A to Z blogging Challenge: M is for Mystery

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“M” is for Mystery

What are your favorite genres? I love reading fiction with a hint of mystery. Books in the mystery genre often involve a mysterious death or has a crime to be solved. But sometimes a mystery can have a twist. And every good book, it seems to me, has that mysterious, unknown element that keeps you turning the pages.

A writer friend of mine, Judith White, writes 1940s detective mysteries, and she puts together a fun 1940s newsletter every month that is really worth checking out. You can follow her on Facebook too.

If you like a bit of faith with your mystery, here are some Catholic Fiction Mysteries you might enjoy:

blindside

The Perfect Blindside by Leslea Wahl

Fresh off a championship medal, Jake Taylor’s parents have dragged him to a middle-of-nowhere town in Colorado, far from where he wants to be. Smart and savvy, Sophie has spent the summer before her junior year of high school avidly following Jake Taylor in every article she can find, but now she sees the “truth” behind the story — he’s really just a jerk. When the only thing they can see is each other’s flaws, how can Jake and Sophie work together to figure out what’s really been happening at the abandoned silver mine? Follow Sophie and Jake into secret tunnels as they unravel the mystery and challenge each other to become who God wants them to be.

bird18 Notes to a Nobody by Cynthia T. Toney

Wendy Robichaud doesn’t care one bit about being popular like good-looking classmates Tookie and the Sticks–until Brainiac bully John-Monster schemes against her, and someone leaves anonymous sticky-note messages all over school. Even the best friend she always counted on, Jennifer, is hiding something and pulling away. But the spring program, abandoned puppies, and high school track team tryouts don’t leave much time to play detective. And the more Wendy discovers about the people around her, the more there is to learn.When secrets and failed dreams kick off the summer after eighth grade, who will be around to support her as high school starts in the fall? 

7RiddlestoNowhere2-500x750-17 Riddles to Nowhere by A. J. Cattapan

Because of a tragic event that took place when he was five-years-old, seventh grader Kameron Boyd can’t make himself speak to adults when he steps outside his home. Kam’s mom hopes his new school will cure his talking issues, but just as he starts to feel comfortable, financial problems threaten the school’s existence. Then a letter arrives with the opportunity to change everything. Kam learns that he and several others have been selected as potential heirs to a fortune. He just has to solve a series of seven riddles to find the treasure before the other students. If he succeeds, he’ll become heir to a fortune that could save his school.The riddles send Kam on a scavenger hunt through the churches of Chicago.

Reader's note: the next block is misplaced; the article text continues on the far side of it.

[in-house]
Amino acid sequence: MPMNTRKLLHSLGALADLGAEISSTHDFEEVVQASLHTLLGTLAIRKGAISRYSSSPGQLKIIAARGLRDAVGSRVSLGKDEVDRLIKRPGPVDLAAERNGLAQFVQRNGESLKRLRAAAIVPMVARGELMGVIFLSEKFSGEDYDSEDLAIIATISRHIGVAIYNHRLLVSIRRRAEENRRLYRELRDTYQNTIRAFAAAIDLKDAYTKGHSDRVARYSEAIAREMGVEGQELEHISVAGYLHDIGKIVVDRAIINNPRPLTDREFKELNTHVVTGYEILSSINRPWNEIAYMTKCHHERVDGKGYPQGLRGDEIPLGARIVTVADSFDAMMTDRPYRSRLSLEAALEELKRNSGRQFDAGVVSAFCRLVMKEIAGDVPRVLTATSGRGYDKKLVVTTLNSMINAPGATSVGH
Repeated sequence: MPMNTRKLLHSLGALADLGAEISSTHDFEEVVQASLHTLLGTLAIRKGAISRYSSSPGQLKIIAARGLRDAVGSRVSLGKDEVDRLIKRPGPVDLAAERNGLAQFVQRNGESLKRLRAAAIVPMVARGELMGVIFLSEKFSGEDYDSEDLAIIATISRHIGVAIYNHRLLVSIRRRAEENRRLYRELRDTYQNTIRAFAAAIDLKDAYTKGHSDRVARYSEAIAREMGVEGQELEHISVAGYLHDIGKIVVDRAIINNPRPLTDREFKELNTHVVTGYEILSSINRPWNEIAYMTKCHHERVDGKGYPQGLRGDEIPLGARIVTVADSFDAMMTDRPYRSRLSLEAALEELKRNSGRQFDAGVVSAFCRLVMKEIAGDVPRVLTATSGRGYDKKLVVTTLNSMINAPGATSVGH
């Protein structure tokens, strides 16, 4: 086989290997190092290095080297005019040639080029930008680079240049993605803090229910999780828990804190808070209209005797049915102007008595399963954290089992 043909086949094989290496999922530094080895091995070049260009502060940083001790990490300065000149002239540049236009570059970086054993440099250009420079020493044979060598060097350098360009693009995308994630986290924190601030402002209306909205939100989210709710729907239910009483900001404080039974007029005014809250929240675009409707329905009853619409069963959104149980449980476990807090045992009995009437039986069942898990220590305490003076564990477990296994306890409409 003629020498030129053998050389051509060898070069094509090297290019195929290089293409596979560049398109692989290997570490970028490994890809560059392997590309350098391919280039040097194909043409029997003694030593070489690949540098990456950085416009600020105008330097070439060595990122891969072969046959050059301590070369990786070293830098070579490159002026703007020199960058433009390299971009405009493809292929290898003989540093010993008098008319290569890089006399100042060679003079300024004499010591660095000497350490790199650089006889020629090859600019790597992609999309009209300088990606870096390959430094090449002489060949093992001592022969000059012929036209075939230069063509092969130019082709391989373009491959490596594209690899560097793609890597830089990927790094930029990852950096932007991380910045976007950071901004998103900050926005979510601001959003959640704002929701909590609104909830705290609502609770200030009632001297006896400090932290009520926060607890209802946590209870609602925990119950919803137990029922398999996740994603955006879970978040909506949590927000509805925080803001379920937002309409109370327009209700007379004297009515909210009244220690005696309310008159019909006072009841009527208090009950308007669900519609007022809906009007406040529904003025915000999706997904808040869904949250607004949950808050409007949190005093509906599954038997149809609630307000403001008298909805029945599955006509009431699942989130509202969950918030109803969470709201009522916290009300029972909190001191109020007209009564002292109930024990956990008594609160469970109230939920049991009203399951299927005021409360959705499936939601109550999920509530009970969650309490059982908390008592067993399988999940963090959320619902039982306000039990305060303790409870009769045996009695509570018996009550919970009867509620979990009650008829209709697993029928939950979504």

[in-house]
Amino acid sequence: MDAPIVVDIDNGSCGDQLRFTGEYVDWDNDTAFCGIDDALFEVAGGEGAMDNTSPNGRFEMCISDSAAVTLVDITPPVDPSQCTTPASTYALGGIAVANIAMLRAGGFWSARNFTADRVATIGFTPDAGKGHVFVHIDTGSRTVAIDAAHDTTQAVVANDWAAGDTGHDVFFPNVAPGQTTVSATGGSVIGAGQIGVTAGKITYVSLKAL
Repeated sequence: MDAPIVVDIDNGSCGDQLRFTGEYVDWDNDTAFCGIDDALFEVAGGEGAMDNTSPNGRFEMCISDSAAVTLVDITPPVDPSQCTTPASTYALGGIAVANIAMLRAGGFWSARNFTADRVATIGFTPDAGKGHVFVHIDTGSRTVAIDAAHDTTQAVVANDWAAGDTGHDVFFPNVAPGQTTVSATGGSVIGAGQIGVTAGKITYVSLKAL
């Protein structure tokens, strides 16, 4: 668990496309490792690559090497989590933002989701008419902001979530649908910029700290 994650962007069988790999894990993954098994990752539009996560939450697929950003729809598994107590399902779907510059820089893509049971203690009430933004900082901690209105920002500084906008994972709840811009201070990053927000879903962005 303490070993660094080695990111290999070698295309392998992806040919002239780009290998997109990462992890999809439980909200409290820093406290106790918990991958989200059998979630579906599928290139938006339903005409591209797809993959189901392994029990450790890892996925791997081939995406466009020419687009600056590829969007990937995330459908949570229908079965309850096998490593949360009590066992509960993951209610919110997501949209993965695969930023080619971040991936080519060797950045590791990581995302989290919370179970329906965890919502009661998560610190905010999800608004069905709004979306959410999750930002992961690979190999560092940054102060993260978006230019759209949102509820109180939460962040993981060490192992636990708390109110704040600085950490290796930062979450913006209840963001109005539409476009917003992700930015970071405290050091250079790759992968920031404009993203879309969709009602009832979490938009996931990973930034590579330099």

a single bead (002)A Single Bead by Stephanie Engelman

On the anniversary of the plane crash that took the life of her beloved grandmother and threw her own mother into a deep depression, 16-year-old Katelyn Marie Roberts discovers a single bead from her grandmothers rosary-a rosary lost in the crash. A chance encounter with a stranger, who tells Katelyn that a similar bead saved her friends life, launches Katelyn and her family on a mysterious journey filled with glimmers of hope, mystical events and unexplained graces.

bf6a14_2c0c44a06b9f4fc6b7e1490d5b09c76a~mv2Mission Libertad by Lizette M. Lantigua

Crack the Biblical code in this story of suspense, adventure, discovery, and faith! Fact and fiction converge in this thrilling tale of 14-year old Luisito Ramirez—a courageous boy who daringly escapes from 1970s communist Cuba— as he becomes immersed in American culture, and carries out a secret religious mission under the eyes of spies. Integrating Spanish vocabulary and Cuban culture, this novel for ages 10-14 provides an exciting story of the Catholic faith lived out during turmoil.

I’ve read and loved three of these books and the other two are on my “to read” list. But I’ve heard good things about them.

Happy writing and happy reading!

 

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